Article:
Rethinking Ogilvy’s 10 tips to writing

PR pros and ad execs have long looked to David Ogilvy as a guide. His well-known approach to copywriting is considered imaginative and unorthodox. Here’s a spin on his 10 tips for writing.

Through the wonders of social media, we periodically dust off commentary long relegated to the archives.

So it was with David Ogilvy’s advice on writing that recently made the rounds on LinkedIn. Ogilvy penned these 10 tips for writing on Sept. 7, 1982, in a memo to his employees.

His point of view has relevance for nearly all business communicators. I also think they’re worthy of more permanence than a fleeting update in a social media feed.

With this in mind, I’ve captured Ogilvy’s 10 tips with springboards into today’s business climate.

1. Read the Roman-Raphaelson book on writing. Read it three times.

The actual title of the book is “Writing that Works.” Although it’s not exactly clickbait, I wonder whether that’s why Ogilvy mentions the authors and not the title.

Though I didn’t read the book three times, I did scan it, uncovering useful passages such as:

“You’re not likely to get the results you seek if your writing is murky, long-winded, bogged down by jargon and topsy-turvy in its order of thought.”

And:

“To get action from busy people, your writing must cut to the heart of the matter. It must require a minimum of time and effort on the reader’s part.”

I also found shards of wisdom such as this one on the value of reading:

“Most people who write well read a lot. They read many kinds of good writing, past and current. Good fiction, good essays, good history, good journalism. Reading gets the shapes and rhythms of good writing into your head.”

Perhaps Ogilvy meant that anyone who writes for a living should become a student of writing.

It turns out that the authors of “Writing that Works”—Kenneth Roman, former chairman and CEO of Ogilvy, and Joel Raphaelson, former executive creative director of Ogilvy—were cronies of Ogilvy.

2. Write the way you talk. Naturally.

Absolutely. This is a particularly tough challenge for the tech industry, which feeds on a complexity drip. I hark back to my high school English teacher, Mr. Harper, who said, “Read aloud what you write. The ear doesn’t lie.”

(Editor’s note: That’s about ditching jargon, not getting sloppy, however.)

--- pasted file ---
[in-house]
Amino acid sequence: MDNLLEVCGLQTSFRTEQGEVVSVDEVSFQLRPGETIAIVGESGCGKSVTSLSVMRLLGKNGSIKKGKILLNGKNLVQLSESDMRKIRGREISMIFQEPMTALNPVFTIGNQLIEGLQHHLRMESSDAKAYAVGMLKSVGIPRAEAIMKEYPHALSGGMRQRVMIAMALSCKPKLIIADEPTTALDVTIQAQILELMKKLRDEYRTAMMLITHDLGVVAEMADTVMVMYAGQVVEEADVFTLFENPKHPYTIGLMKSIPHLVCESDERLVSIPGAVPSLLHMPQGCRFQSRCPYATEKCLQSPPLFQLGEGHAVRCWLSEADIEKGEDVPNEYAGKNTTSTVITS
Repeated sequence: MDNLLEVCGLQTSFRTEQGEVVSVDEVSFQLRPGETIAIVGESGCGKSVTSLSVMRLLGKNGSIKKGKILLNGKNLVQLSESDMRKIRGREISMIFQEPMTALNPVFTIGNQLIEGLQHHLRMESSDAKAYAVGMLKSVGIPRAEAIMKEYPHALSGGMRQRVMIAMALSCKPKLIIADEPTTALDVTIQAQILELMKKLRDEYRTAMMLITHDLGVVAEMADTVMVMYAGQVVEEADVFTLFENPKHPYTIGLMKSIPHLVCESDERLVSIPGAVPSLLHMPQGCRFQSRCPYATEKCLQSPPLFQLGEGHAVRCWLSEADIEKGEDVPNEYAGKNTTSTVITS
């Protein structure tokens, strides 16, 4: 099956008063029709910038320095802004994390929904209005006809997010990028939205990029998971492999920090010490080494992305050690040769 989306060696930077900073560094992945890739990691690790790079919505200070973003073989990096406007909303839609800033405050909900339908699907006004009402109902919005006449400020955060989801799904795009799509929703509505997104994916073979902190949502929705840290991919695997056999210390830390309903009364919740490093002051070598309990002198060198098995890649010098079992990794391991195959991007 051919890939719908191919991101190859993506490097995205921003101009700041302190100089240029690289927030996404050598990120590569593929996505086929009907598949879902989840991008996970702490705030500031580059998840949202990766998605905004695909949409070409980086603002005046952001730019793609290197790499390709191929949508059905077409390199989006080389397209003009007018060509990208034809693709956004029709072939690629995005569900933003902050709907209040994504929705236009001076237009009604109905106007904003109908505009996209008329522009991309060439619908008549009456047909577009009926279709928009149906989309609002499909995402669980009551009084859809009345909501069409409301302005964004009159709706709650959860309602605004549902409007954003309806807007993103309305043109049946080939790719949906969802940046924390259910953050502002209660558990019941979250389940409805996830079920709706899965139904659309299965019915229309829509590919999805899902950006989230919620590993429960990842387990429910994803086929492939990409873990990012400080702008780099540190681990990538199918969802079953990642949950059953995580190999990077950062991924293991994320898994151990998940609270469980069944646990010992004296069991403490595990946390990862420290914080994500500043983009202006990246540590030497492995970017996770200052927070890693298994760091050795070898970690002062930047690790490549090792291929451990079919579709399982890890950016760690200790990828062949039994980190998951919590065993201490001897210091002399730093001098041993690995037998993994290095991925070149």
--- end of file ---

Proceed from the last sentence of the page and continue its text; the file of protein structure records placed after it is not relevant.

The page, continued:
3. Use short words, short sentences and short paragraphs.

In short, such an approach makes for easy consumption. If you need to see the concept in action, check out novels by Ernest Hemingway or anything on Mashable’s Watercooler channel.

4. Never use jargon words like reconceptualize, demassification, attitudinally, judgmentally. They are hallmarks of a pretentious ass.

Turning to the dictionary or thesaurus when looking to liven up your vocabulary can often be a wise decision. Choose carefully, however, because selecting the most difficult word you come across or, worse, opting for a buzzword can cause confusion. Keep things simple and direct.

5. Never write more than two pages on any subject.

I’d like to amend this tip: “Never write more than two pages unless pandering to the SEO gods.”

Actually, I have a second amendment: “Never write more than one page for content likely to be consumed on a mobile device.”

Short words. Short sentences. Short paragraphs. No jargon.

6. Check your quotations.

Check.

An example, the famous Franklin D. Roosevelt quote: “The only thing we have to fear is fear itself,” has been attributed to the likes of Socrates, Albert Einstein and Ralph Waldo Emerson.

Be sure your quotations are coming from the correct sources. Google usually helps.

7. Never send a letter or a memo on the day you write it. Read it aloud the next morning—and then edit it.

As noted earlier, I’m a fan of “read it aloud.” Still, this one also needs refreshing to cover communications in today’s world.

Instead: “Never send a letter, memo, text or snapchat after consuming three glasses of a craft cocktail stored in a vat.”

8. If it is something important, get a colleague to improve it.

This tip falls under the “quaint” category.

Email had yet to gain mass traction in 1982, so it’s understandable that Ogilvy felt the editing function should touch every important letter and memo.

Today, we simply hope the person has turned on the spell-check function.

9. Before you send your letter or your memo, make sure it is crystal clear what you want the recipient to do.

This is great advice, especially for emails. Just taking 30 seconds to consider the ideal outcome for each email will lead to crisper writing.

10. If you want action, don’t write. Go and tell the guy what you want.

Amen, brother.

If you’re angry with someone or want to deliver critical feedback, it’s the same drill. Don’t write; talk to the person. If talking to face to face isn’t possible, pick up the phone.

Ogilvy believed that “people who think well, write well.” One could make an argument that this is even truer today.

When you learn how to write well, your thinking will come along for the ride.

Lou Hoffman is CEO of the Hoffman Agency, a global communications consultancy. He blogs about storytelling in business at Ishmael’s Corner, where a version of this article originally appeared.

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